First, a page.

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Savant Review:

Rocco and his Brothers

Rocco and his Brothers
Image Entertainment
1960 / Color / 1:66 flat / 168 (182)m. / Rocco e i suoi fratelli
Starring Alain Delon, Renato Salvatori, Annie Girardot, Katina Paxinou, Alessandra Panaro, Spiros Focás, Max Cartier, Claudia Cardinale
Cinematography Giuseppe Rotunno
Production Designer Mario Garbuglia
Film Editor Mario Serandrei
Original Music Nino Rota
Writing credits Luchino Visconti, Suso Cecchi d'Amico, Pasquale Festa Campanile, Massimo Franciosa and Enrico Medioli
Produced by Giuseppe Bordogni, Goffredo Lombardo
Directed by Luchino Visconti

Reviewed by Glenn Erickson

Luchino Visconti isn't exactly the most accessible of your quality Italian directors; I have a book about him that I've read several times but I've not been able to see many of his pictures. The Leopard and Ossessione showed up on the old Z channel, and both were fascinating (even with Burt Lancaster dubbed, as I remember). I've also seen Senso, which was great; I understand some kind of DVD is on the way for this title. But the book was full of interesting-sounding titles that are not easy to see at all, like Bellissima and La Vaghe stelle del'Orsa (what a great mysterious title!). Savant caught up with his return to neo-realism, Rocco e i suoi fratelli, on laser about ten years ago and have to admit that I appreciate it a lot more now. It's a family saga long on credibility and short on sentiment, and a powerful show, very interesting.


The penniless Parondi family, mother Rosaria (Katina Paxinou) and her four young sons, arrive in Milan looking for a new life after their father's death trying to make a living farming in the South. There's an older son already in Milan, Vincenzo (Spiros Focas) who's close to cementing an engagement with Ginetta (Claudia Cardinale) and living with her family. Fiercely attending to the needs of her brood, Rosaria uses a social gaffe by Ginetta's parents to break up the engagement and to get Vincenzo focused on finding a place for them to live. The older boys stay with mom but as strangers in a big city, go in separate directions: Simone (Renato Salvatori) is devious and unscrupulous and becomes a boxer while picking up girls; Ciro (Max Cartier) is a straight shooter who studies and eventually becomes a factory auto mechanic, and the sensitive, virtuous Rocco (Alain Delon, dubbed into Italian) works odd jobs. The story charts several years of events that show the kinds of bonds that hold the family together, and the tensions that strain relationships. Simone takes up with Nadia (Annie Giradot), a prostitute who leaves him after a while, whereupon he becomes something of a thug and lets his boxing career slide. Rocco meets Nadia later, and his goodness inspires her to change her life. But just as hope and happiness seems possible, Simone discovers what's going on and becomes destructively jealous and vindictive. The better athlete, Rocco becomes a boxing star to try and salvage his brother's life, but nobody's plans turn out exactly as hoped.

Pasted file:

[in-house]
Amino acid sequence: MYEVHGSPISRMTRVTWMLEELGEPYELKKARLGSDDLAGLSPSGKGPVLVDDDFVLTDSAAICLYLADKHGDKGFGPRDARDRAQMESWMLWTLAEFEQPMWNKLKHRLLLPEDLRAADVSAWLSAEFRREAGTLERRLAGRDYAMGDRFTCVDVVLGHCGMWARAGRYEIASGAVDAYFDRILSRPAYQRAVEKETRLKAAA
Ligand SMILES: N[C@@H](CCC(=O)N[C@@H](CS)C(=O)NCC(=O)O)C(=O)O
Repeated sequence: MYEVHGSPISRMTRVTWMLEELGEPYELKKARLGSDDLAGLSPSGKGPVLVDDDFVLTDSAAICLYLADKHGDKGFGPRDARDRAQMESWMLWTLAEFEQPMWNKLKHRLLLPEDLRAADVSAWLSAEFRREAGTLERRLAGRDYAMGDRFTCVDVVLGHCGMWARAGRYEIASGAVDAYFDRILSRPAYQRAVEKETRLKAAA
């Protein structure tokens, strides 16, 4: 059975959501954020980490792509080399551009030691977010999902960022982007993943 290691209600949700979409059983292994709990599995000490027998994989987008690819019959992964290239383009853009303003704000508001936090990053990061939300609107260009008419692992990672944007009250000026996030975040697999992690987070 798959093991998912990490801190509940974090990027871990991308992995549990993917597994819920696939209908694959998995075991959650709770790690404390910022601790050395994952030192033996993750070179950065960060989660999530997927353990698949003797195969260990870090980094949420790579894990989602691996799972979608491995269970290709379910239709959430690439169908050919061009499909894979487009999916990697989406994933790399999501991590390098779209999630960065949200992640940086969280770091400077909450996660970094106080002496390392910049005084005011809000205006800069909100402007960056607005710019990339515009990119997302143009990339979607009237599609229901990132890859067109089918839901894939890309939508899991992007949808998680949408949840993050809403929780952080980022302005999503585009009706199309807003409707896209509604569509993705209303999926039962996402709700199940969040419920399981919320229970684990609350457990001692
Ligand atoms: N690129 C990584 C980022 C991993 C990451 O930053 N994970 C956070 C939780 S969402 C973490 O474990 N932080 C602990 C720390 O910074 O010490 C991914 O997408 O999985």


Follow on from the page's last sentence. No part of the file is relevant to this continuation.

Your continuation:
Country cousins trying to make it in the big city is a theme from just about every culture, but Visconti's tale of the Parondis takes none of the melodramatic turns you might expect. The hicks from the south are naive about modern living in a big city like Milan, and woefully undereducated, but they're treated in totally unsentimental terms. The boys suit up at the gym in their long-john underwear, not understanding when they're laughed at, but they have a good sense of dignity and a fresh optimism that places them in good stead in their struggle to subsist.